Commentary by Don Browne
LABELLE, FLORIDA -- Controversy has been stirring the political waters
surrounding the Caloosahatchee River in Hendry and Glades county in recent
months. Enviromental groups and southwestern Florida local governments have
been voicing loud complaints about the quality of fresh water flowing from
canals in Hendry and Glades county into the river, which flows slowly
westward into the Gulf of Mexico, passing locks at Ortona and Alva. At the
receiving end of the complaints are the large agricultural interests in the
inland counties, primarily U.S. Sugar Corp, whose extensive sugarcane lands
drain ultimately into canals that in many cases flow to the Caloosahatchee
River and then to the Gulf.
Inland county governments have felt pressure to defend themselves and their
constituency over what they see as a large legal battle looming in the near
future. Hendry County's commissioners recently voted to approve a
committment to legal fees for any possible litigation. A legal battle
between the gulf counties and the inland counties would mean a huge amount
of revenue for law firms and engineering consultants. The consultants and
lawyers are lining up for the fight to come.
The American Rivers organization has published since 1986 an annual report
of what they call America's Endangered Rivers, this year due out on
Wednesday, April 19. American Rivers and "dozens of partners in the river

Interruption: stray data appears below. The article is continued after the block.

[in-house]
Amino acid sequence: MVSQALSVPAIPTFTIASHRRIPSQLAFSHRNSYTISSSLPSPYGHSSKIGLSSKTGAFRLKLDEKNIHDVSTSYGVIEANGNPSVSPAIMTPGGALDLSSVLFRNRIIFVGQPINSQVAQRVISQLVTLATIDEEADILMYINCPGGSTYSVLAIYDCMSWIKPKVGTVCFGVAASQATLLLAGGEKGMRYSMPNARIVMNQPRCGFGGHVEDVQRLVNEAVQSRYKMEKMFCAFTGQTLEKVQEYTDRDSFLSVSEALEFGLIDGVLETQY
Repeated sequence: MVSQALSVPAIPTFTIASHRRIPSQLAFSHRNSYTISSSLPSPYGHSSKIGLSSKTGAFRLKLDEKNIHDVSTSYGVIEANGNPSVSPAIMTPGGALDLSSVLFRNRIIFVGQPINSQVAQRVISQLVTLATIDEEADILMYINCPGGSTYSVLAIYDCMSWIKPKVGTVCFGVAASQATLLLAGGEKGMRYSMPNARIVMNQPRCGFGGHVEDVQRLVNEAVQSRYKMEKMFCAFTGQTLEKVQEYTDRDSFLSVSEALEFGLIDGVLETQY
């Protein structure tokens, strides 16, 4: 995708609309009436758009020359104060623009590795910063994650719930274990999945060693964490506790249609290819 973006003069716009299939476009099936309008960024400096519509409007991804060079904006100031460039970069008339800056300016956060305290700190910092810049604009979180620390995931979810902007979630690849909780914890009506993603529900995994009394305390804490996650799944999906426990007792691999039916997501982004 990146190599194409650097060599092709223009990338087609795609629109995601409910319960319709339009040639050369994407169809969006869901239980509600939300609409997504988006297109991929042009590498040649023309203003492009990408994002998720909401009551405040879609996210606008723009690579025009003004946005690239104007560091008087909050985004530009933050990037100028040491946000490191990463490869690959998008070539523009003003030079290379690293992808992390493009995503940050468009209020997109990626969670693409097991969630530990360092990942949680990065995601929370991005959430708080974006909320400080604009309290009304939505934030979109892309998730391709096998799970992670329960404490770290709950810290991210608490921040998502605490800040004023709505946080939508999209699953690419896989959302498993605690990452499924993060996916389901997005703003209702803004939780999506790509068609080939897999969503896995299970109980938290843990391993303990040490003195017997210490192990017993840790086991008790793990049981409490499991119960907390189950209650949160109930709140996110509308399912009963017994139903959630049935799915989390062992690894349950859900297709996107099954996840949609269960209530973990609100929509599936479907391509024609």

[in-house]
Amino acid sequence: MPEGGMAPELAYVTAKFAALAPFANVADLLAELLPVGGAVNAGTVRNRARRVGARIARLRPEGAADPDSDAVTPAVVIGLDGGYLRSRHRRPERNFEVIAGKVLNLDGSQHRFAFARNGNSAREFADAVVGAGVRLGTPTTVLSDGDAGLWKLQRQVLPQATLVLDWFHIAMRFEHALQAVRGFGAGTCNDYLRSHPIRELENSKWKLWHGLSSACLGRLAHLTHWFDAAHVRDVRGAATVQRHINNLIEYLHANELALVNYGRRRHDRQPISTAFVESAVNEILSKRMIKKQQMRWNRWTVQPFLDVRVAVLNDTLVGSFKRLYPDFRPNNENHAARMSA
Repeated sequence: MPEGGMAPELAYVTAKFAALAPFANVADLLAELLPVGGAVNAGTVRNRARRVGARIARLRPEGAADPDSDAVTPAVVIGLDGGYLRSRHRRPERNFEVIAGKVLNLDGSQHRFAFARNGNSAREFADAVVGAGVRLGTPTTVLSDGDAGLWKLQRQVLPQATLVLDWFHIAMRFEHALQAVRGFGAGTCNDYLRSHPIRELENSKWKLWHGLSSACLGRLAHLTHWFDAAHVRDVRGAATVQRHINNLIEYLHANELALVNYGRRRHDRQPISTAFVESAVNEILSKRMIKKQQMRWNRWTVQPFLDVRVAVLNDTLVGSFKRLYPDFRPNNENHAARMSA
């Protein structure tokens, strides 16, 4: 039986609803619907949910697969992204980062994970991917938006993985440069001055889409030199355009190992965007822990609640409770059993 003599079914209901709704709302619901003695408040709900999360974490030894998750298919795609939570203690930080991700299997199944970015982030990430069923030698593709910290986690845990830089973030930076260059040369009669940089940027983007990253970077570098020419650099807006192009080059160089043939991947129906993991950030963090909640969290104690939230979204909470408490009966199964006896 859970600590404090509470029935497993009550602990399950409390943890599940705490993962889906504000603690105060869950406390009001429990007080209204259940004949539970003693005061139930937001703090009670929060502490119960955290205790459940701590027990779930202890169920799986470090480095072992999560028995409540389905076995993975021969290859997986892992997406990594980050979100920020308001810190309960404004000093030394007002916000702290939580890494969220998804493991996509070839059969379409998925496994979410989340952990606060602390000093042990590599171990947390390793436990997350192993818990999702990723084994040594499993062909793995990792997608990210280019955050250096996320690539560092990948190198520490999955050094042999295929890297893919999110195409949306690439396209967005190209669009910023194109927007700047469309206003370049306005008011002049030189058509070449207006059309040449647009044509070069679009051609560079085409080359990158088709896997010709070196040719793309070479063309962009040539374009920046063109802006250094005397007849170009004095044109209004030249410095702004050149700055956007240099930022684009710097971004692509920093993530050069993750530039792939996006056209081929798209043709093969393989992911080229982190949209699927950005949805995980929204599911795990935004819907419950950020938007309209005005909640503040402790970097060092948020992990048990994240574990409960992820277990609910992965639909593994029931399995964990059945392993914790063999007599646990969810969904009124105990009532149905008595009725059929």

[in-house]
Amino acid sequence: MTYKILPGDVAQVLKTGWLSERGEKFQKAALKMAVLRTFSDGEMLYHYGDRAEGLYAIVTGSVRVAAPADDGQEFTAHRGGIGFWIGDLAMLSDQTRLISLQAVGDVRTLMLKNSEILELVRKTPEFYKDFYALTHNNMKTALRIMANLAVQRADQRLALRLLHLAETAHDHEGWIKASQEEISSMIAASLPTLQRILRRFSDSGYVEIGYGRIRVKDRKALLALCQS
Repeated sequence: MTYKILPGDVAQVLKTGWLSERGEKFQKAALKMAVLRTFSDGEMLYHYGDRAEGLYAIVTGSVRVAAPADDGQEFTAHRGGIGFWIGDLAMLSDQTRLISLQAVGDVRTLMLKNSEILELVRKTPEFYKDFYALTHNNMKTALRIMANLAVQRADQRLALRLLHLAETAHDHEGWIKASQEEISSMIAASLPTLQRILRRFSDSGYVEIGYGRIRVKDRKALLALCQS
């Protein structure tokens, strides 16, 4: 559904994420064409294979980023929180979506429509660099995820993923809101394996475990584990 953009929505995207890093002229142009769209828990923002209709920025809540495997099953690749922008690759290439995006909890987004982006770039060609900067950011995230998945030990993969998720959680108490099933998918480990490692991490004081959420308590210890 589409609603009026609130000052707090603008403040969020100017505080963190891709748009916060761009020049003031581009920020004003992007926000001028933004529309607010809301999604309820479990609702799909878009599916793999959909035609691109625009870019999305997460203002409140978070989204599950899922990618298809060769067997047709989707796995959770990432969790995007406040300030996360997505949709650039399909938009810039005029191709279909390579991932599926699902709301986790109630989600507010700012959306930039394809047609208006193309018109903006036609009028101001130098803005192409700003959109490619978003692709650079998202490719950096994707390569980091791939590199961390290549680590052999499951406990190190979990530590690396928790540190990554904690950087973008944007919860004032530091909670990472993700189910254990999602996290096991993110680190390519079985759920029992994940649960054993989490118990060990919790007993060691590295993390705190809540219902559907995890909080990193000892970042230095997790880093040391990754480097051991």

movement have released the America's Most Endangered Rivers report to
spotlight those rivers across the country facing critical and near-term
threats." they say. The report is not a list of the nation's "worst" or
most polluted rivers, but rather it highlights ten rivers confronted by
decisions in the coming year that could determine their future.
According to the organization, "Recognizing that the threats facing the
listed rivers are seldom unique, each report includes a special chapter that
explores a broader issue suggested by the rivers on the list that year. In
recent years, we have examined the consequences to rivers of energy
development, sewage pollution and overdevelopment." The group says "This
report is more than a warning: it offers solutions and identifies those who
have the power to save the river. "
American Rivers says it "solicits nominations from hundreds of river groups,
conservation organizations, outdoor enthusiasts, and concerned citizens. Our
staff and scientific advisors review the nominations for the following
criteria: the magnitude of the threat to the river, a major decision point
in the coming year, and
the regional and national significance of the river." One victory claimed
from last years list was the Susquehanna River. They say "On the day in
2005 we named this river the most endangered in the country, Maryland backed
away from weakening water quality standards. Governor Ehrlich and the
Maryland Department of the Environment dropped plans to designate the river
as a "limited use" river, which would have excused public officials from any
kind of river restoration projects.
We suspect that because of the growing amount of public comment and
controversy over our local Caloosahatchee River and the problems west coast
governments are perceiving about Gulf water quality, this southwest Florida
river system may well be mentioned in this week's Endangered River report.